Stock Fundamentals

Should you subscribe to Shyam Metalics and Energy IPO?

Satya Sontanam BL Research Bureau | Updated on June 12, 2021

While fundamentals look good, it is unclear how earnings will fare across the length of a volatile commodity cycle

Shyam Metalics and Energy (SME), an integrated metal producing company, is approaching the primary market to raise about ₹ 909 crore. The IPO is a combination of fresh issue of shares (for about ₹657 crore) and offer for sale (₹252 crore). Post-IPO, the promoter holding will drop to about 88.35 per cent from 100 per cent now. The market capitalisation of the company post-IPO would be around ₹7,800 crore. Significant portion of the public offer proceeding will be utilised for repayment or pre-payment of the debt held by the company/its subsidiaries.

Commissioned in 2005, SME primarily produces intermediate and long steel products, such as, iron pellets, sponge iron, steel billets, TMT, structural products, wire rods, and ferro alloys products. Diversified nature of the product portfolio, low-debt and cost control measures in place are positives for the company. The company’s plans to double the finished steel capacity from about 0.8 million tonne per annum (mtpa) to two mtpa, which is expected to be commissioned in FY24, will give the company a leg-up to its earnings provided favorable conditions are in place.


At the upper end of the price, the stock is valued at 11.8 times its annualised FY21 earnings (₹19.53 per share for 9 months FY21). There are no immediate comparable peers for the company because of its diversified output. However, since half of the revenue is generated from finished steel, we try to analyse the valuation of SME at the offer price with the standalone operations of Indian steel players (excluding overseas operations).

The big players in the steel industry, Tata Steel, JSPL and JSW Steel are trading at 9.79, 6.0 and 20.9 times trailing twelve month earnings respectively. Clearly, SME at its offer price appears expensive than the standalone business (Indian operations which is more comparable with SME which has operations only in India) of already established steel players - Tata steel and JSPL. Even at a consoldiated level JSPL trading at 7.8 times is cheaper. SME’s valuation at a discount to JSW Steel is also justified due to its size and scale, and also the higher margin that the latter can realise. The EBITDA margin of SME for the nine month period ending December 2020 stood at 18 per cent compared to 26.7 per cent for JSW Steel’s Indian operations.

Though, the prospects of the company seem healthy, long term investors can skip subscribing to the IPO now due to valuation.

Well diversified

SME has three manufacturing plants having capacities across steel value chain constituting pellet (2.4 mtpa), sponge iron (1.38 mtpa), billet (0.9 mtpa), finished products (0.8 mtpa) and ferro alloys (0.2 mtpa). In 9MFY21 about 51.4 per cent of revenues were from steel (including billets), 21.8 per cent from pellets, 15.5 per cent from ferro alloys and about 11 per cent from sponge iron. Being a well-diversified entity helps the company to have flexibility to sell as intermediaries as well as use them for captive consumption for finished value added products like TMT, Wire Rods etc.Further, SME intends to expand pellet capacity by 50 per cent to 3.6 mtpa and more than double the sponge iron, billet and TMT capacity to 2.9 mtpa, 2 mtpa and 2.07 mtpa. It has capex plan of ₹2,900 crore to be spent in phases till FY25.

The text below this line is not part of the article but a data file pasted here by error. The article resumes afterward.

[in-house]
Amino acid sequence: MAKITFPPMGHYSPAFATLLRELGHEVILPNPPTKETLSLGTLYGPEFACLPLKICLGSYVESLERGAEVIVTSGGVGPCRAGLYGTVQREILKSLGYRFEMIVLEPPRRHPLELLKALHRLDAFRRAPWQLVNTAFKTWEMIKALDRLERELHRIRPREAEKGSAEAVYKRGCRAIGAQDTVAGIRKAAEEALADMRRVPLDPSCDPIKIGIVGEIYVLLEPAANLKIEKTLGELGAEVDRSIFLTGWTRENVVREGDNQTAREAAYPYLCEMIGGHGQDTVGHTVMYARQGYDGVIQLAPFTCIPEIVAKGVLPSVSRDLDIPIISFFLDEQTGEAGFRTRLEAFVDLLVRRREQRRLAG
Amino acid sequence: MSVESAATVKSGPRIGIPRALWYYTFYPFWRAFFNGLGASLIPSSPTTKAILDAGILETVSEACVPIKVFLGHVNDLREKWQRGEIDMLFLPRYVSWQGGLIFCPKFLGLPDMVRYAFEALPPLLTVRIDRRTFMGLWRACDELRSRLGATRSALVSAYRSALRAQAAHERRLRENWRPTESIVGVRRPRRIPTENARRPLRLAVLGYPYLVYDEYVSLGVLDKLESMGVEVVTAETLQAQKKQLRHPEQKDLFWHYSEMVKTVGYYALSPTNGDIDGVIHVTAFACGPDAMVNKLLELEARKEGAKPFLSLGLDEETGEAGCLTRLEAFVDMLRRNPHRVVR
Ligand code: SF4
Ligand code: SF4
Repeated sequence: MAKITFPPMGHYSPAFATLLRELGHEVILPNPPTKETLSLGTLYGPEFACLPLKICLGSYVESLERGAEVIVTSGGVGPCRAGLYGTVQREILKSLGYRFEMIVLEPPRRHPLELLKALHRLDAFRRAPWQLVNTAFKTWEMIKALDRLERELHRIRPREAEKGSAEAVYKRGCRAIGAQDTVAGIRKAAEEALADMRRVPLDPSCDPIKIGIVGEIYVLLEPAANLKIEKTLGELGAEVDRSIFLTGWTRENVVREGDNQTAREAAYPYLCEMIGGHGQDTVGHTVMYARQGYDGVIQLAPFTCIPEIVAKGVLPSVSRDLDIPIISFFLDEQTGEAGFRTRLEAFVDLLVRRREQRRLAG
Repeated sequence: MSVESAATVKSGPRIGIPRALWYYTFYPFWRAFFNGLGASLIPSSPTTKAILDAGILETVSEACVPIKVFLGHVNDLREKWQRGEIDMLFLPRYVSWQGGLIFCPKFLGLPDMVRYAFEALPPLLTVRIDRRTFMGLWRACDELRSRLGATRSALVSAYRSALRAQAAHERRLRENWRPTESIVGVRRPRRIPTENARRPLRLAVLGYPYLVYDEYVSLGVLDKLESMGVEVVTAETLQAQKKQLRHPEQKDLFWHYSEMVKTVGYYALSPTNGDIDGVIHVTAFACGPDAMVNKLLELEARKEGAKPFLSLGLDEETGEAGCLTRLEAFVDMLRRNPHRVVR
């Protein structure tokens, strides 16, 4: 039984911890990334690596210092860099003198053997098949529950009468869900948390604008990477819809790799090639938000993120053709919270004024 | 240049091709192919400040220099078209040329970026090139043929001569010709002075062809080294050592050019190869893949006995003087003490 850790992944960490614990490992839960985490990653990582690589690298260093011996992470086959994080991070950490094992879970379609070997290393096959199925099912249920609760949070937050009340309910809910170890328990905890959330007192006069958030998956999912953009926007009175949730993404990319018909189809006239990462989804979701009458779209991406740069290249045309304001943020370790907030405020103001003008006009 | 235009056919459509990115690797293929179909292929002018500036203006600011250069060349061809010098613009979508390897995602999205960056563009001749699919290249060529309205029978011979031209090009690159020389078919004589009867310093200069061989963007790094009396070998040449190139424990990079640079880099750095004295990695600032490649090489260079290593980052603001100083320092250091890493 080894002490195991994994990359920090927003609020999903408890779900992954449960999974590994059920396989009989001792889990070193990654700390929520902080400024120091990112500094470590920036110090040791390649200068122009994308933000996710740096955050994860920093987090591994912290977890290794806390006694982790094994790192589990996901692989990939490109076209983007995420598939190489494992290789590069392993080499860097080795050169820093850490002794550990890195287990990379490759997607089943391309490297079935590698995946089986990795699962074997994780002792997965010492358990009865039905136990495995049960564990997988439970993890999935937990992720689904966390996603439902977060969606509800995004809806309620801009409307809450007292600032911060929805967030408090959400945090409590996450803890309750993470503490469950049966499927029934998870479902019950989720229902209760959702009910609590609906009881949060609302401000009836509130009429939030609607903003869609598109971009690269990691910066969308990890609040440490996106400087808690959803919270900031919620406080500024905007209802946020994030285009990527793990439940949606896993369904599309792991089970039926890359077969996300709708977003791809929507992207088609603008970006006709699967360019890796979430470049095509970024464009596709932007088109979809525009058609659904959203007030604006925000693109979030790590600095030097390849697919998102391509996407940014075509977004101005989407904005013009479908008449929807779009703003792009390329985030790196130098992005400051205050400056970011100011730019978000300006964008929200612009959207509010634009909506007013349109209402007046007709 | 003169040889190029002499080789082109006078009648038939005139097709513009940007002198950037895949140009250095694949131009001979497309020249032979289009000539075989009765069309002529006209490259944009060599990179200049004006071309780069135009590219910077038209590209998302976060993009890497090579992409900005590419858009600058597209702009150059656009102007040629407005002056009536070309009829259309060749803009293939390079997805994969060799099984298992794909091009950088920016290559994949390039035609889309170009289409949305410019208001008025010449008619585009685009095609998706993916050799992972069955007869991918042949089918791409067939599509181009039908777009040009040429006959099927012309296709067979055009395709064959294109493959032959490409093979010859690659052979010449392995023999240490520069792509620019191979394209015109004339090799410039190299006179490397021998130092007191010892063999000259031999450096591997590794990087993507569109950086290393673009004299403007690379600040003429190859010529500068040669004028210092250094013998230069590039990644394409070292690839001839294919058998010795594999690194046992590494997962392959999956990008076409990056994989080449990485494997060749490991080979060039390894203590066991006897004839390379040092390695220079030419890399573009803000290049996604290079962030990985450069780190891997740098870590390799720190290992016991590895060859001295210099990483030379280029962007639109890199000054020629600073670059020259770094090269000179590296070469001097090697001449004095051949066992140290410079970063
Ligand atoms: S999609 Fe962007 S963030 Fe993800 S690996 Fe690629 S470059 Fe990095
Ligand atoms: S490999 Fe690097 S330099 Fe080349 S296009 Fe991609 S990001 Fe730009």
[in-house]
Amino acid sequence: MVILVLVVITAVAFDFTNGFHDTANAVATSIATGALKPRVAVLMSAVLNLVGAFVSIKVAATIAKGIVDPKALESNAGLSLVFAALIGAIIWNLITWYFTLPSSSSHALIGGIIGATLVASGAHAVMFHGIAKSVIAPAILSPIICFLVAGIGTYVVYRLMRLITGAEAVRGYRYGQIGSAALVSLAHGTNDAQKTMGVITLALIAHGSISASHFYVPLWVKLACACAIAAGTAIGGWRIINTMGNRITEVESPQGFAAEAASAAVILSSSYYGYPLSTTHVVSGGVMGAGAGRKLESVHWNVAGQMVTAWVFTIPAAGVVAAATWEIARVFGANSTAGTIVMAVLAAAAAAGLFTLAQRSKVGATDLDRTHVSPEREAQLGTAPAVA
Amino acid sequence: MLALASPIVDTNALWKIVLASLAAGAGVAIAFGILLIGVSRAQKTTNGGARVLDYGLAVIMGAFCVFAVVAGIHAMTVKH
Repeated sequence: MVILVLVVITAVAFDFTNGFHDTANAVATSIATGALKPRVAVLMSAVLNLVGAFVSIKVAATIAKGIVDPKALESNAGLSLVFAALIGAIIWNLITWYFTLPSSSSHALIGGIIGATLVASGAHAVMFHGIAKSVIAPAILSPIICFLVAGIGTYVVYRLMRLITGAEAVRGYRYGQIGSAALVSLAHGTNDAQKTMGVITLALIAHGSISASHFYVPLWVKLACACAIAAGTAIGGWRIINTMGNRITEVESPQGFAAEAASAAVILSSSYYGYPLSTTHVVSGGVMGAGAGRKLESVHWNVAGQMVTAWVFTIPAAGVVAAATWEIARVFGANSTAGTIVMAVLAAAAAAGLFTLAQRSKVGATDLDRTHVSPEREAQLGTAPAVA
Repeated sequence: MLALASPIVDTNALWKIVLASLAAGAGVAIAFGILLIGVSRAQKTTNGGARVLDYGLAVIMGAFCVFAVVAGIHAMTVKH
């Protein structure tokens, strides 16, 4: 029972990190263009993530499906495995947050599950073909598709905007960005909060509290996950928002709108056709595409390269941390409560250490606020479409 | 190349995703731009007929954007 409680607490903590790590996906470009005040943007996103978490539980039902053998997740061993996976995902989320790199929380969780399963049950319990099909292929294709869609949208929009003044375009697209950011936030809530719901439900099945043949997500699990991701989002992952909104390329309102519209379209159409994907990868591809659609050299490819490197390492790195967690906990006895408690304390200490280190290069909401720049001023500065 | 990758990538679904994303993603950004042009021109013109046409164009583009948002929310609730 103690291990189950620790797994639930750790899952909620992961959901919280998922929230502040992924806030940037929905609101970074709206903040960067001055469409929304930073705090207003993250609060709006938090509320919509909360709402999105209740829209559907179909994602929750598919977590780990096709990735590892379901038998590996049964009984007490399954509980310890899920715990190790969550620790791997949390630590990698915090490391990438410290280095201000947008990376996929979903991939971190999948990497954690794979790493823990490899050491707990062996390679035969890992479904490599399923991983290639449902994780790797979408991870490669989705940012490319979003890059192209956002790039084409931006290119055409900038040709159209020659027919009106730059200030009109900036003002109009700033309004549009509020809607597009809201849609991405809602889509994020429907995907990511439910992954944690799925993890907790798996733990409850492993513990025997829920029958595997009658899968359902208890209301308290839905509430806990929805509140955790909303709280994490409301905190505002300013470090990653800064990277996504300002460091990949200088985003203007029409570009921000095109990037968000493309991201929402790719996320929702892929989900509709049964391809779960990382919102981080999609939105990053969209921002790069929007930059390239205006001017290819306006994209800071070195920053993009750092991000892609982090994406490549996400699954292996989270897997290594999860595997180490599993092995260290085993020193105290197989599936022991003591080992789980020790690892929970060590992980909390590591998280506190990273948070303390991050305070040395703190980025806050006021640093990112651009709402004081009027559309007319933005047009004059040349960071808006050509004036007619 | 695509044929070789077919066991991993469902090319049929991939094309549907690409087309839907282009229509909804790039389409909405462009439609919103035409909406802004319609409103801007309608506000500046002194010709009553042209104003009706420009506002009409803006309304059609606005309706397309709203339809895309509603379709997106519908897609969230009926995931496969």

During FY20, SME’s operational performance was poor due to shut down of plant due to maintenance and modernisation and impact of Covid-19. Between FY18 and FY20, total revenue grew at a CAGR of almost six per cent to ₹4,400 crore. But operating profit margin fell to 14 per cent in FY20 from 18 per cent in FY18. Consequently, net profit dropped from ₹520 crore in FY18 to ₹340 crore in FY20.

However, turnaround in the commodity cycle from the second half of 2020, aided the company. The sales in the nine month period ending December 2020 went up by 20 per cent to ₹4,000 crore with operating margin bouncing back to 18 per cent and net profit at ₹460 crore (up 77 per cent). In leverage terms, the company looks comfortable with gross debt to equity ratio at 0.27 times as on December 2020 (down from 0.47 times as on March 2020). Despite the capex plans, the management has guided to maintain the leverage ratio below 0.5 times and expects it to be funded by internal accruals.

While the company’s fundamentals look good , there is lack of clarity on how earnings will fare across the length of a volatile commodity cycle. There are currently divergent views on wether the current commodity cycle will last long or is in a liquidity driven bubble. Given this uncertainity and also with established listed players getting valued cheaper, the valuation is also not attractive. Hence, long term investors can avoid the IPO now.

Given low public float post listing, the stock can also be volatile on both sides. Investors can monitor how the company performs over the next few quarters, when more information about the company related to quarterly performance and its resilience to withstand volatility to commodities’ cycle will be available.

Published on June 12, 2021

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